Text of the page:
15.  The method of claim 14 wherein the shaping is accomplished at least in part by machining the combined portion.


 16.  The method of claim 15 wherein machining the combined portion includes electric discharge machining (EDM).


 17.  A method of constructing a regenerator for a Stirling cycle device, the method comprising: providing a porous material having surfaces;  and brazening a metal to at least a portion of at least one of the surfaces.


 18.  The method of claim 17 wherein the providing includes providing a porous material having portions with different porosities.


 19.  The method of claim 18 further including machining the metal ring to leave a thin metal layer brazen adjacent to the porous material.


 20.  The method of claim 17 wherein the brazening a metal includes brazening a metal ring.


 21.  A method of constructing a regenerator for a Stirling cycle device, the method comprising: providing a porous material having surfaces;  and vacuum brazing a foil to a portion of at least one of the surfaces.


 22.  The method of claim 21 wherein the vacuum brazing seals a braze foil to the portion of the surface.


 23.  A method of constructing a regenerator for a Stirling cycle device, the method comprising: providing a porous material having a first porosity;  and laser cutting the porous material to provide a surface with a porosity less than the first
porosity.


 24.  A method of constructing a regenerator for a Stirling cycle device, the method comprising: providing a porous material having surfaces and a first porosity;  and sealing a portion of at least one of the surfaces to reduce the porosity of
the portion of the surface.


 25.  The method of claim 24 wherein the providing a porous material includes providing a porous material with a first porosity and the sealing causes the porosity of the portion of the surface to be changed to a second porosity less than the
first porosity.


 26.  The method of claim 24 wherein the sealing includes sealing the portion of the surface to be impermeable.


 27.  A method of constructing a regenerator for a Stirling cycle device, the method comprising: providing a porous material having a first porosity;  and heating a surface of the porous material with a laser to provide a surface with a porosity
less than the first porosity.


 28.  For a Stirling cycle device, a regenerator comprising: a first wall with a thickness less than 0.020 inches and having an interior surface shaped to bound an interior space having first and second open ends, the first wall having a first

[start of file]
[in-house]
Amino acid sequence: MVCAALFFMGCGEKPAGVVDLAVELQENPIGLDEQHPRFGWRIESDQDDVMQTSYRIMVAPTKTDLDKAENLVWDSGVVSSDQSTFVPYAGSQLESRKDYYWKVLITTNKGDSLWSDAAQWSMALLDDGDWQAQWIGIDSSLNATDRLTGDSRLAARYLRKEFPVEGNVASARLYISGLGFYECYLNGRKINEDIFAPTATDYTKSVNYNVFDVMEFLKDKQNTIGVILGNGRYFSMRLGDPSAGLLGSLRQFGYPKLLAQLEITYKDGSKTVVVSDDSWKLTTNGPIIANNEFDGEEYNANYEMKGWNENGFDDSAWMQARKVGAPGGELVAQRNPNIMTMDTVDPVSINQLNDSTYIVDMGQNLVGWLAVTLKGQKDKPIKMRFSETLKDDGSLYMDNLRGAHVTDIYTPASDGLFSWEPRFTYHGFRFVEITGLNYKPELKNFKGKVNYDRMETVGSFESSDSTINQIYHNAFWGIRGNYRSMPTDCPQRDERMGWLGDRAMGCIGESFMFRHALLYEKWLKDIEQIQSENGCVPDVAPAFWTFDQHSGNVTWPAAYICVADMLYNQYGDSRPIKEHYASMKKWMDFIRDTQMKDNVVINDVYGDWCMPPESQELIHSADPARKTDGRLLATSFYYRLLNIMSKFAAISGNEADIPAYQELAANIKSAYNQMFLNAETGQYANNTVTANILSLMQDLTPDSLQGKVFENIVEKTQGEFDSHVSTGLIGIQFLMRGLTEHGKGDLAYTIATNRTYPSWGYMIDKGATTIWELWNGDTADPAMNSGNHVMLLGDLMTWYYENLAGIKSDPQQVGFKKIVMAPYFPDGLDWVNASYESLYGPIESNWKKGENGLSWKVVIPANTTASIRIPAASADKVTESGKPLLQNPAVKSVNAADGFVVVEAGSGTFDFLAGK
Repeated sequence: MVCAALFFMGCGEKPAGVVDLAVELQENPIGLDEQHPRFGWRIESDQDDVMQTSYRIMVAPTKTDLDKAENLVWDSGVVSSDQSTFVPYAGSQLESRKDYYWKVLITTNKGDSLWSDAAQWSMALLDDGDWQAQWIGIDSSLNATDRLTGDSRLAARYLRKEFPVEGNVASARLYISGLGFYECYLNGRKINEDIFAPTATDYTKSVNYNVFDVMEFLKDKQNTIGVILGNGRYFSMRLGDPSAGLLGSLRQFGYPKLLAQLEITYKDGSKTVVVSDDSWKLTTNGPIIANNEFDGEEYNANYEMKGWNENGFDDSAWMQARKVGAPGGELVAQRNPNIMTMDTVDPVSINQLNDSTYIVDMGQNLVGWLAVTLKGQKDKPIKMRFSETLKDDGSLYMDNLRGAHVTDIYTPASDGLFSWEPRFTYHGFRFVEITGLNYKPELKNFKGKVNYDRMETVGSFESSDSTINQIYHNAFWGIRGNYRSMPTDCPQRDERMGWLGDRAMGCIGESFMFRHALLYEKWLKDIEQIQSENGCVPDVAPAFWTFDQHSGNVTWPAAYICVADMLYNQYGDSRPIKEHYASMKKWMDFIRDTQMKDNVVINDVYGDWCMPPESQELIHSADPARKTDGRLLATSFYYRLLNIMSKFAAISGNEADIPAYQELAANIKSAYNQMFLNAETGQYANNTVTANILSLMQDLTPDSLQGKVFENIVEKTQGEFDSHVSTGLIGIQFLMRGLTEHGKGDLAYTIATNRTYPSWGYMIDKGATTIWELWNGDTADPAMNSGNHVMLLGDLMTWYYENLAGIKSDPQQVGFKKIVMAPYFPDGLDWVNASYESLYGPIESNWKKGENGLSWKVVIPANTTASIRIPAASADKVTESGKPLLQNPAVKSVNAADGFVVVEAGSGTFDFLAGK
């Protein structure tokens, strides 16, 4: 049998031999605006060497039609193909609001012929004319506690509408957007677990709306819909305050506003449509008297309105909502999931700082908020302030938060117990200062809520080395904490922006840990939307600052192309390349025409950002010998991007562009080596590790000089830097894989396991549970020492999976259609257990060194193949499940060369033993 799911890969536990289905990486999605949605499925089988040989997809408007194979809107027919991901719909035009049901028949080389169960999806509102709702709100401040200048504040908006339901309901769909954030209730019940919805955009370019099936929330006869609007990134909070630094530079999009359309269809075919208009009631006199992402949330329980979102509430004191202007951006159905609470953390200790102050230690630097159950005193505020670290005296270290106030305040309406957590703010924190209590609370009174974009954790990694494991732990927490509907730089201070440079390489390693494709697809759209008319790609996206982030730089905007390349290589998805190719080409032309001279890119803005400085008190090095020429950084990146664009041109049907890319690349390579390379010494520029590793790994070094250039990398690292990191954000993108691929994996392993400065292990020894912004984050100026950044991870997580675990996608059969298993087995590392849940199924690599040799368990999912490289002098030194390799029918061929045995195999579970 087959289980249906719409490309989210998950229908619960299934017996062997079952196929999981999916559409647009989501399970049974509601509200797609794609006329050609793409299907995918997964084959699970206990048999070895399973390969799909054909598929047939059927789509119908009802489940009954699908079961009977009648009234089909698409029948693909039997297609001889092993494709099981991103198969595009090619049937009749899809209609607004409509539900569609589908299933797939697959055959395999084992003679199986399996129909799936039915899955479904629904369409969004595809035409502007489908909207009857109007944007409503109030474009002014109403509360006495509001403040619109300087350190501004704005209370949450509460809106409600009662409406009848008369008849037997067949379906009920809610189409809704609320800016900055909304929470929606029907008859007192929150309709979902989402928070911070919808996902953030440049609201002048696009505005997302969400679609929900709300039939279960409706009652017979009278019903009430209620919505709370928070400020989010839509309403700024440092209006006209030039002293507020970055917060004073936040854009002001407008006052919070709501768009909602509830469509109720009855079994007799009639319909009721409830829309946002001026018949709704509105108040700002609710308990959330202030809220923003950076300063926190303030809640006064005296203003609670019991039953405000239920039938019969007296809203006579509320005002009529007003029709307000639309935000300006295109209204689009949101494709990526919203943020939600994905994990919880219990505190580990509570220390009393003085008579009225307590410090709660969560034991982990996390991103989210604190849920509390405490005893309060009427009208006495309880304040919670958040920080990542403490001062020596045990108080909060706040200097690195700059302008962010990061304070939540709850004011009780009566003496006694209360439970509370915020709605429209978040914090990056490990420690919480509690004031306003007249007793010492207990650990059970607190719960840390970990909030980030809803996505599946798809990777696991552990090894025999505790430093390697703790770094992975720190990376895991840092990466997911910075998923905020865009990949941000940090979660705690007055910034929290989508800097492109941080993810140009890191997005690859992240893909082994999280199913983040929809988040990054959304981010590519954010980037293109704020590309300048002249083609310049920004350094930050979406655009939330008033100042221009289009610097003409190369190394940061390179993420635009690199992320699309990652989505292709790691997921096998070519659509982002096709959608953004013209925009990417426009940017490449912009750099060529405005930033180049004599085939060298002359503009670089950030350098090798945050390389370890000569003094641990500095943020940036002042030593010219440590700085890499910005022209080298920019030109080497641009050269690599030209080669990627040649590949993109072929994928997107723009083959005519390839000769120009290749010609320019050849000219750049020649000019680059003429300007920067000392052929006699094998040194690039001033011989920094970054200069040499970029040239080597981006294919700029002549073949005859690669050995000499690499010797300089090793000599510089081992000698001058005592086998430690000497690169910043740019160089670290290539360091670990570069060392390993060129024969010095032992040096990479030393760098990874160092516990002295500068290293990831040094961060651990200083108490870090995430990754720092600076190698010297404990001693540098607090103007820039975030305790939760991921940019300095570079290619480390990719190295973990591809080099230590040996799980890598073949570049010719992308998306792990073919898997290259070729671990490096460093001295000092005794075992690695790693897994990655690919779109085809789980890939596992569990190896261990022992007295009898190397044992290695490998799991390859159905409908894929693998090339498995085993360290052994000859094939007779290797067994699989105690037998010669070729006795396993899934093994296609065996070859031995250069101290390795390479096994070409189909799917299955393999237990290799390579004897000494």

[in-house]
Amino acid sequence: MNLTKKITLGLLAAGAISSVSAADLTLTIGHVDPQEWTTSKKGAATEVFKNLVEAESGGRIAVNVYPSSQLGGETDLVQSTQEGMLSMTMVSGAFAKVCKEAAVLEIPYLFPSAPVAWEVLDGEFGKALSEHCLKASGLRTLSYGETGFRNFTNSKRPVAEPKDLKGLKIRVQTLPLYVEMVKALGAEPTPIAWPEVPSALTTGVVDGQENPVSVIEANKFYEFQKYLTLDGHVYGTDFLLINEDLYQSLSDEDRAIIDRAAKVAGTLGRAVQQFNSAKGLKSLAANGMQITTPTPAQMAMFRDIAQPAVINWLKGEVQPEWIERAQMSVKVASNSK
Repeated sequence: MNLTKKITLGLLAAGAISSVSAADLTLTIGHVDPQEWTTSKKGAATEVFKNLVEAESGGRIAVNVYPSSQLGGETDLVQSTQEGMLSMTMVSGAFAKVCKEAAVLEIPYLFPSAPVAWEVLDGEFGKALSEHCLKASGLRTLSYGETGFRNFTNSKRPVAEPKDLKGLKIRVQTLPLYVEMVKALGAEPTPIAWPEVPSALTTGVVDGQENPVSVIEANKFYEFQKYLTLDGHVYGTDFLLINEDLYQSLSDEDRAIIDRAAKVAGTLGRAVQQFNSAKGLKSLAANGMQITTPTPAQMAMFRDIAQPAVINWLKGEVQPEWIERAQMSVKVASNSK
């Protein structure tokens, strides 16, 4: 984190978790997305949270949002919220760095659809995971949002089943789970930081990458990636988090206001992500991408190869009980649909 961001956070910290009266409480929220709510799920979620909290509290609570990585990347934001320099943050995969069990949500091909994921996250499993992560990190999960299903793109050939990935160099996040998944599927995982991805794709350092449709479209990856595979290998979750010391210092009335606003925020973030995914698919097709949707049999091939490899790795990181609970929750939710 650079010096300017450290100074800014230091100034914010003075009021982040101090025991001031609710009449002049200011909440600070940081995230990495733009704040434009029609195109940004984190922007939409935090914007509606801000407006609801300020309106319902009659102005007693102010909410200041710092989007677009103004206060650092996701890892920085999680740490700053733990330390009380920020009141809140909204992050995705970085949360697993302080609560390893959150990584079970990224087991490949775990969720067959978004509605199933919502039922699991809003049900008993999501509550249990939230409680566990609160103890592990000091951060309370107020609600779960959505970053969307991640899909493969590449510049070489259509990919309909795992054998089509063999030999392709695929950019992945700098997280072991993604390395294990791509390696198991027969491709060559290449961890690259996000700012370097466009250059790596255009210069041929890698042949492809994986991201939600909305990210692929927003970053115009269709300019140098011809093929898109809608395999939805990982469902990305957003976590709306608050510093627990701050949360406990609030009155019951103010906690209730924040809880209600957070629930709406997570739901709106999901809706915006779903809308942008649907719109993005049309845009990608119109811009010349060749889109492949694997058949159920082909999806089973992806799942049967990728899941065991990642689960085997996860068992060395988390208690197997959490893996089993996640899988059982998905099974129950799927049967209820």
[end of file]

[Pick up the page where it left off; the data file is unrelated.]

porosity;  a second wall with a thickness less than 0.020 inches and extending about and spaced apart from the first wall, the second wall having a second porosity;  a first material positioned between the first wall and the second wall, the first
material having a third porosity greater than the first porosity and the second porosity;  and a first end wall having a fourth porosity and spanning between the first and second walls at a location toward the first open end, and a second end wall having
a fifth porosity and spanning between the first and second walls at a location toward the second open end, the third porosity being greater than the fourth porosity and the fifth porosity.


 29.  A method of constructing a regenerator for a Stirling cycle device, the method comprising: providing a porous material having surfaces;  and brazening a paste to at least a portion of at least one of the surfaces. 
Description  

BACKGROUND OF THE INVENTION


1.  Field of the Invention


The present invention is directed generally to machines and, more particularly, to thermal regenerative machines.


2.  Description of the Related Art


A conventional thermal regenerative machines including Stirling cycle engines and coolers use a working fluid, such as a gas.  Portions of the working fluid travel in passageways between a hot area and a cold area.  As the working fluid travels
from the hot area to the cold area, it passes through a conventional random fiber mesh material called a regenerator that retains heat from the working fluid.  As the working fluid returns from the cold area back to the hot area, it receives some heat